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Vocational Rehabilitation and Employment (VR&E)

Joyce Gammelmo

photo of Joyce Gammelmo, smiling.

Name: Joyce Gammelmo
Branch of Service: Air Force
Period of Service: 1979–2000  

“Having a good counselor to reach out to occasionally, especially after they know you’re struggling … and say ‘How are you doing?’ It’s a good thing.”
           
When the recession hit in the 1970s, Joyce Gammelmo knew she needed a plan, so in 1979, she joined the Air Force with the hope of training to become a nurse. That plan changed during her service, when Gammelmo was injured—although not in direct combat.

“My injuries came from supporting the military in different ways,” she said, and included complications from overseas deployments where she was exposed to chemicals. Thyroid imbalances, a paralyzed vocal cord, and constant headaches are only some of the ways her health was affected.

Because her injuries weren’t physically visible, she struggled with other people’s misperceptions about the extent of her disability. Despite that, for years, Gammelmo prospered with a “nobody is going to hold me back” attitude, which earned her a job immediately after her separation from the military. Discouragement did not come until many years later, during the economic downturn of 2009, when the freelance business she had started began to falter. She was forced to sell her house and accept a difficult, commission-based sales job.

It was during this time that a call from Vocational Rehabilitation and Employment (VocRehab) services “changed everything 100-fold,” as Gammelmo puts it, giving her momentum in both education and employment.

To the outside world, she had not appeared to be struggling.

“Everyone told me I was doing just fine and had had all these great experiences, but internally I knew it wasn’t so. Sometimes the Veterans who don’t look like they need any help need the most help,” she said.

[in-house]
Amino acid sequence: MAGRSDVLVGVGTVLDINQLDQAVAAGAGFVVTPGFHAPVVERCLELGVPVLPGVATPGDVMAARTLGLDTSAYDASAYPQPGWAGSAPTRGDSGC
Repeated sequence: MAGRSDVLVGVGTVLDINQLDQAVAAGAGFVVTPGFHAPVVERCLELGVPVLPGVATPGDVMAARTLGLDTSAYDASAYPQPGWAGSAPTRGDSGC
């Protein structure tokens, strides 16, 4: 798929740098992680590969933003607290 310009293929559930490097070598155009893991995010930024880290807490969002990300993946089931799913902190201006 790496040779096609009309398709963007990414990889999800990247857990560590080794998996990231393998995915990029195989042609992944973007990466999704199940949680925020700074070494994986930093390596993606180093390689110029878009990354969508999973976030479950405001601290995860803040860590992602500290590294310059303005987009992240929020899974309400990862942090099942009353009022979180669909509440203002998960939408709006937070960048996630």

With the assistance of her VocRehab counselor, Gammelmo mapped out a plan to go back to school. They discussed how her physical limitations might affect her career plans, but “what [my counselor] always told me is that I never let anything stop me, which is true. Having a good counselor to reach out to occasionally, especially after they know you’re struggling … and say ‘How are you doing?’ It’s a good thing.”

In addition, Gammelmo met a director at VA who happened to be looking for an intern. Gammelmo was offered the position and, after proving herself, she was hired as a full-time employee in December 2011. And Gammelmo will finish her master’s degree in administrative justice and security in July.

For other Veterans who leave the military with health problems, Gammelmo wants them to understand the importance of taking the initiative.

“Don’t be afraid to let somebody know you need help,” she said. “And don’t get discouraged by nonpaid work experiences. ... In the end, what you’re doing is showing your capabilities.”

No two Veterans share the same story. But Gammelmo hopes her story will inspire other injured Veterans to push themselves to succeed.

“The future is wide-open for me. ... I am a hard worker. I learn quickly,” Gammelmo said. “I have established myself as a go-to person. My future is really bright … I am well on my way.”